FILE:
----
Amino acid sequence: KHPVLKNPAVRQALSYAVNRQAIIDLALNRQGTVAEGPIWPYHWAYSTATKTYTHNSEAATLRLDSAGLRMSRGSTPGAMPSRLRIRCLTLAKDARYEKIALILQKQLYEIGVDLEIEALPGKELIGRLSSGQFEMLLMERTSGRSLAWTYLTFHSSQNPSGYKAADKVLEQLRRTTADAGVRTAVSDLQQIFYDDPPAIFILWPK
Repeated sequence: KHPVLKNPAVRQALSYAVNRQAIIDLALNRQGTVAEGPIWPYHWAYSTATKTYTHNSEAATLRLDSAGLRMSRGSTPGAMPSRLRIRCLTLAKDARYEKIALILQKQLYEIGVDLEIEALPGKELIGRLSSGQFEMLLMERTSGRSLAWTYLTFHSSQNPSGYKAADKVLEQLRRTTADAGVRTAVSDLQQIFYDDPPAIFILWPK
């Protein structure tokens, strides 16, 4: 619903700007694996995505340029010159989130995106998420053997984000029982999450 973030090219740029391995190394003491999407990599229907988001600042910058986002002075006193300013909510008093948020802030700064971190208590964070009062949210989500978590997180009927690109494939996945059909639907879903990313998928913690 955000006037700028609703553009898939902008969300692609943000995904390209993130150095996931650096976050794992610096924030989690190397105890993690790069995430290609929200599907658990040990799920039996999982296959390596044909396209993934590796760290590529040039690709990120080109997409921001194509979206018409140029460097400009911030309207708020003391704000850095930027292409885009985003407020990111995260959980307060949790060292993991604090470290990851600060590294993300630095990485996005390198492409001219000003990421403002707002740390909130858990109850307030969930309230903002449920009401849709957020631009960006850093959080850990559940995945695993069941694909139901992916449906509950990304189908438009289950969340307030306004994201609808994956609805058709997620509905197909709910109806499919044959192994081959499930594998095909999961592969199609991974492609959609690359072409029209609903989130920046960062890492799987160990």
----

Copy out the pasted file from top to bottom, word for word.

Amino acid sequence: KHPVLKNPAVRQALSYAVNRQAIIDLALNRQGTVAEGPIWPYHWAYSTATKTYTHNSEAATLRLDSAGLRMSRGSTPGAMPSRLRIRCLTLAKDARYEKIALILQKQLYEIGVDLEIEALPGKELIGRLSSGQFEMLLMERTSGRSLAWTYLTFHSSQNPSGYKAADKVLEQLRRTTADAGVRTAVSDLQQIFYDDPPAIFILWPK
Repeated sequence: KHPVLKNPAVRQALSYAVNRQAIIDLALNRQGTVAEGPIWPYHWAYSTATKTYTHNSEAATLRLDSAGLRMSRGSTPGAMPSRLRIRCLTLAKDARYEKIALILQKQLYEIGVDLEIEALPGKELIGRLSSGQFEMLLMERTSGRSLAWTYLTFHSSQNPSGYKAADKVLEQLRRTTADAGVRTAVSDLQQIFYDDPPAIFILWPK
């Protein structure tokens, strides 16, 4: 619903700007694996995505340029010159989130995106998420053997984000029982999450 973030090219740029391995190394003491999407990599229907988001600042910058986002002075006193300013909510008093948020802030700064971190208590964070009062949210989500978590997180009927690109494939996945059909639907879903990313998928913690 955000006037700028609703553009898939902008969300692609943000995904390209993130150095996931650096976050794992610096924030989690190397105890993690790069995430290609929200599907658990040990799920039996999982296959390596044909396209993934590796760290590529040039690709990120080109997409921001194509979206018409140029460097400009911030309207708020003391704000850095930027292409885009985003407020990111995260959980307060949790060292993991604090470290990851600060590294993300630095990485996005390198492409001219000003990421403002707002740390909130858990109850307030969930309230903002449920009401849709957020631009960006850093959080850990559940995945695993069941694909139901992916449906509950990304189908438009289950969340307030306004994201609808994956609805058709997620509905197909709910109806499919044959192994081959499930594998095909999961592969199609991974492609959609690359072409029209609903989130920046960062890492799987160990």